Trump picks ‘Death by China’ author for trade advisory role

U.S. Army Lieutenant General Michael Flynn looks at U.S. President-elect Donald Trump as he talks with the media at Mar-a-Lago estate where Trump attends meetings, in Palm Beach, Florida, U.S., December 21, 2016. REUTERS/Carlos Barria

U.S. Army Lieutenant General Michael Flynn looks at U.S. President-elect Donald Trump as he talks with the media at Mar-a-Lago estate where Trump attends meetings, in Palm Beach, Florida, U.S., December 21, 2016. REUTERS/Carlos Barria

By Eric Beech Wed Dec 21, 2016 | 5:41pm EST

U.S. President-elect Donald Trump named Peter Navarro, an economist who has urged a hard line on trade with China, to head a newly formed White House National Trade Council, the transition team said on Wednesday.

Navarro is an academic and one-time investment adviser who has authored a number of popular books and made a film describing China’s threat to the U.S. economy as well as Beijing’s desire to become the dominant economic and military power in Asia.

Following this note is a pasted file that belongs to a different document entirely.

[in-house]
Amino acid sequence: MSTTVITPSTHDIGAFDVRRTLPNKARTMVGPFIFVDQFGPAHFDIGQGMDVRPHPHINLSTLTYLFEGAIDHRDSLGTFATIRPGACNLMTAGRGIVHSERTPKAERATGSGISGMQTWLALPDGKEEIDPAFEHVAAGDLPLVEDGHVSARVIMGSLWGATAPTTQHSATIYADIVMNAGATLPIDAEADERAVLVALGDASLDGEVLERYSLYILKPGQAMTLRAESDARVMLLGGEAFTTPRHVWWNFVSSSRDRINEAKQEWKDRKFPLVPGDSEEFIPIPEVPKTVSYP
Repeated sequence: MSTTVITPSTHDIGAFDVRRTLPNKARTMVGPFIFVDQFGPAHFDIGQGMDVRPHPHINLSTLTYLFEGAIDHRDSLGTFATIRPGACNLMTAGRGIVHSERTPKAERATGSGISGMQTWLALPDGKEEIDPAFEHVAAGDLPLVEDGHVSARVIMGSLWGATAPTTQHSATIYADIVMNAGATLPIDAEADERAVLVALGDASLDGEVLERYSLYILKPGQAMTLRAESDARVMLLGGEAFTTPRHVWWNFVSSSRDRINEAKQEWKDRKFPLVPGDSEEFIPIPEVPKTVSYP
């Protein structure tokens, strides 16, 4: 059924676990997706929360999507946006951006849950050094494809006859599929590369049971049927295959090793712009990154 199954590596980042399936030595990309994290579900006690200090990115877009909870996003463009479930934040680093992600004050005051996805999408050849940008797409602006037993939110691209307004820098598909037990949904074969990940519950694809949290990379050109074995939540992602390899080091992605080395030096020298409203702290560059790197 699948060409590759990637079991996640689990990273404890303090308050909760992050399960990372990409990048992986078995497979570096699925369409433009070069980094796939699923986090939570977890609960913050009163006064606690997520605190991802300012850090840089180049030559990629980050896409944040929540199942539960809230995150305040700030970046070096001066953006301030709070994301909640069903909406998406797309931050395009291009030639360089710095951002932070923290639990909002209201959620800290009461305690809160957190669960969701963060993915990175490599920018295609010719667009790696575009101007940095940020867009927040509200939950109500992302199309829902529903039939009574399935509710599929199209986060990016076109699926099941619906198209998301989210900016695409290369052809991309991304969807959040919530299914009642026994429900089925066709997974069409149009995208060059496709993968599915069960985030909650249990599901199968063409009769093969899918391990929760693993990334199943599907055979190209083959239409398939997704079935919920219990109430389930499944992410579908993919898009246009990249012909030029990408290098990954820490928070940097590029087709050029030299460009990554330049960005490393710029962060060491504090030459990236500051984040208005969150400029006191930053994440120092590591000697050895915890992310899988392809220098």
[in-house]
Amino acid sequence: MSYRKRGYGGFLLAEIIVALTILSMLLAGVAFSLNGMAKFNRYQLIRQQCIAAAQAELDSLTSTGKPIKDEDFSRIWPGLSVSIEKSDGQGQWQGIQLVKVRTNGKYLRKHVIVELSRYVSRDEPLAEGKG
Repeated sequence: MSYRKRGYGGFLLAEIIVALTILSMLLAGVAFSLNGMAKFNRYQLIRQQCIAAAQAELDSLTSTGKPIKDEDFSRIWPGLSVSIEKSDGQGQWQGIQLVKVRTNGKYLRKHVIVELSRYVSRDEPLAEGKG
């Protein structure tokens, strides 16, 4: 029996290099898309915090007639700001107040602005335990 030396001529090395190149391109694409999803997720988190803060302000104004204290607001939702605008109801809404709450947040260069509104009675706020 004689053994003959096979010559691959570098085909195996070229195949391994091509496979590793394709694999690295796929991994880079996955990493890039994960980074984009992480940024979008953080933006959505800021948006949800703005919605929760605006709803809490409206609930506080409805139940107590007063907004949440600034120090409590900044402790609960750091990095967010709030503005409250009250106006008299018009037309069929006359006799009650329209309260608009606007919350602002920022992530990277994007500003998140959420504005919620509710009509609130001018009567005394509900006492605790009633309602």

Trump’s team praised Navarro in a statement as a “visionary” economist who would “develop trade policies that shrink our trade deficit, expand our growth, and help stop the exodus of jobs from our shores.”

Trump, a Republican, made trade a centerpiece of his presidential campaign and railed against what he said were bad deals the United States had made with other countries. He has threatened to hit Mexico and China with high tariffs once he takes office on Jan. 20.

Navarro, 67, is a professor at University of California, Irvine, and advised Trump during the campaign. He has authored several books including “Death by China: How America Lost its Manufacturing Base,” which was made into a documentary film.

As well as describing what he sees as America’s losing economic war with China, Navarro has highlighted concerns over environmental issues related to Chinese imports and the theft of U.S. intellectual property.

While Trump in the statement praised the “clarity” of Navarro’s arguments and the “thoroughness of his research,” few other economists have endorsed Navarro’s ideas.

Marcus Noland, an economist at the Peterson Institute for International Economics, likened a tax and trade paper authored by Navarro and Wilbur Ross, who has been named as Trump’s commerce secretary, to “the type of magical thinking best reserved for fictional realities” for what he said was its flawed economic analysis.